The details for all of  the meetings are here.  Here is the rundown.

  • 4K Advisory Committee, Monday, Monday, May 23, 9:00 AM, 5 Odana Court.  The agenda is at “details for all” link, but none of the documents are linked.
  • Special Board of Education Meeting in Closed Session, Monday, May 23 5:00 PM, Doyle Building, RM 103.  The agenda is at “details for all” link, but none of the documents are linked,  employee non-renewal and student discipline are listed.
  • Regular Board of Education Meeting (Open Session), Monday, May 23 6:00 PM, Doyle Building, Auditorium.  Agenda linked and discussed below.
  • Madison School & Community Recreation (MSCR) Advisory Committee Meeting, Tuesday, May 24, 6:30 PM, MSCR Administration Building.  The agenda is at “details for all” link, but none of the documents are linked.  Some interesting things I’d like to see, especially the “2011-12 MSCR Budget Update” and “Draft 2010 MSCR Annual Report.”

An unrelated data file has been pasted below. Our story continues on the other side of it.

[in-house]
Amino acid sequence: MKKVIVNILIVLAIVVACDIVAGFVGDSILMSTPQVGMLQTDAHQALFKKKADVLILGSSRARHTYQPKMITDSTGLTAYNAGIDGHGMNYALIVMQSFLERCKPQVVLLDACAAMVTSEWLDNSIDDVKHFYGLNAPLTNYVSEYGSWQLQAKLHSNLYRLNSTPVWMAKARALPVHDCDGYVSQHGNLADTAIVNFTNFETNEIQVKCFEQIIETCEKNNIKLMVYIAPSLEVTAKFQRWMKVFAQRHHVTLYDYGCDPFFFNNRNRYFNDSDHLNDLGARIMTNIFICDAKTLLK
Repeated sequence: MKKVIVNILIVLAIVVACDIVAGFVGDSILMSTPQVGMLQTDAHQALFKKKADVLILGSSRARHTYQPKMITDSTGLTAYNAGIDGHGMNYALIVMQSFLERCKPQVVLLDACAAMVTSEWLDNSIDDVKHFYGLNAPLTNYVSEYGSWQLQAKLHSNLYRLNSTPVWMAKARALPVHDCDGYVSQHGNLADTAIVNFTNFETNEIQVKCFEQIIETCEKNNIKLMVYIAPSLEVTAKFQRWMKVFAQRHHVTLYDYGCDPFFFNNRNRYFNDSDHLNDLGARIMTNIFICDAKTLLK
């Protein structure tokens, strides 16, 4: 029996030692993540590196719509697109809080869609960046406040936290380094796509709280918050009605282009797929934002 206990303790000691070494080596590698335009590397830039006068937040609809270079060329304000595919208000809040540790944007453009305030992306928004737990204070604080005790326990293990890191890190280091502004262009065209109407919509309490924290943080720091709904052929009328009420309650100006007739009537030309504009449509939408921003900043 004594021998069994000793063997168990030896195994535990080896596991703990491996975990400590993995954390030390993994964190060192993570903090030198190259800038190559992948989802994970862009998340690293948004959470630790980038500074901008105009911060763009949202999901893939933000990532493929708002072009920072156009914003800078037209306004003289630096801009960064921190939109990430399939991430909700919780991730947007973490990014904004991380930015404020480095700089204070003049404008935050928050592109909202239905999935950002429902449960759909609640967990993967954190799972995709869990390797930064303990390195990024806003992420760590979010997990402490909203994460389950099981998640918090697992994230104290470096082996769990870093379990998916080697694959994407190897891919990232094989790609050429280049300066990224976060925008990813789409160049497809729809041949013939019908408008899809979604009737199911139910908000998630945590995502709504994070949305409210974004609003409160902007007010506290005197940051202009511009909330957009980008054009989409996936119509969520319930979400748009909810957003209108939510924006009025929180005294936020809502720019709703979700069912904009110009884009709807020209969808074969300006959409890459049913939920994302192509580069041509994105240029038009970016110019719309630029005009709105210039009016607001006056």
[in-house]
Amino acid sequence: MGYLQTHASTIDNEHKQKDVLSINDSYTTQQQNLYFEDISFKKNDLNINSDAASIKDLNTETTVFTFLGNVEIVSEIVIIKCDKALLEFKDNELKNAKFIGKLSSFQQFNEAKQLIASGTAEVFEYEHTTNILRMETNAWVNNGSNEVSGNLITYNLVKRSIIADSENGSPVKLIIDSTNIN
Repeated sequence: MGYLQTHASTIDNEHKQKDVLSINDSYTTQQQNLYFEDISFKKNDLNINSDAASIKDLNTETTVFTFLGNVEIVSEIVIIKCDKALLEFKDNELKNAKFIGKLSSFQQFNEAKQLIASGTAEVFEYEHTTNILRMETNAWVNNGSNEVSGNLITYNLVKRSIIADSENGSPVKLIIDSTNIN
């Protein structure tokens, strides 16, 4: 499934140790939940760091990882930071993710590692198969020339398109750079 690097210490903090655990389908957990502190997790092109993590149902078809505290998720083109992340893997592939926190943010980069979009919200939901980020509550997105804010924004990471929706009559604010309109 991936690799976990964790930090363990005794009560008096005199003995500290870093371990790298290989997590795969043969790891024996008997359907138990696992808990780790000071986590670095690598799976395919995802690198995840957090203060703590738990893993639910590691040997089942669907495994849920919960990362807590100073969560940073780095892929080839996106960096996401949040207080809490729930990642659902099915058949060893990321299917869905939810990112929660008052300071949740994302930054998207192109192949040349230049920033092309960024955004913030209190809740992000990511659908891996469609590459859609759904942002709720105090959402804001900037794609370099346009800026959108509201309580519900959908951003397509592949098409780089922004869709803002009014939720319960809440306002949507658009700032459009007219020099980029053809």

• 2nd Annual Review of MMSD Strategic Plan, Wednesday, May 25, 5:00 PM, United Way of Dane County 2059 Atwood Avenue.  The agenda is at “details for all” link, but none of the document linked here.  There is a lot here.  Way too much to absorb in any one session.  What isn’t here is much in the way of an overall summary or summaries of each area or “Action Plan.”  You have to go line-by-line to get a feeling of what is and is not going on with each action plan (I’ve made it about 1/3 of the way through).  Since the “Action Teams” are  — I believe   — exclusively made up of staff, it means that no member of the public has been in the loop.  Under these circumstances, a once year 86  page report-out followed by a feedback session isn’t going to produce much in the way of meaningful engagement.    The Board realized some of this and established “Core Measures”  (page 69).  Of the 15 of 16 with goals, 8 have not been met; the 16th is the “Advanced Course Participation” graphed and critiqued at the top, there is no goal established for that.  I should note that some of these benchmarks ramp up to ridiculous NCLB inspired 100% proficiency goals in the coming years.    Failure is assured, eventually.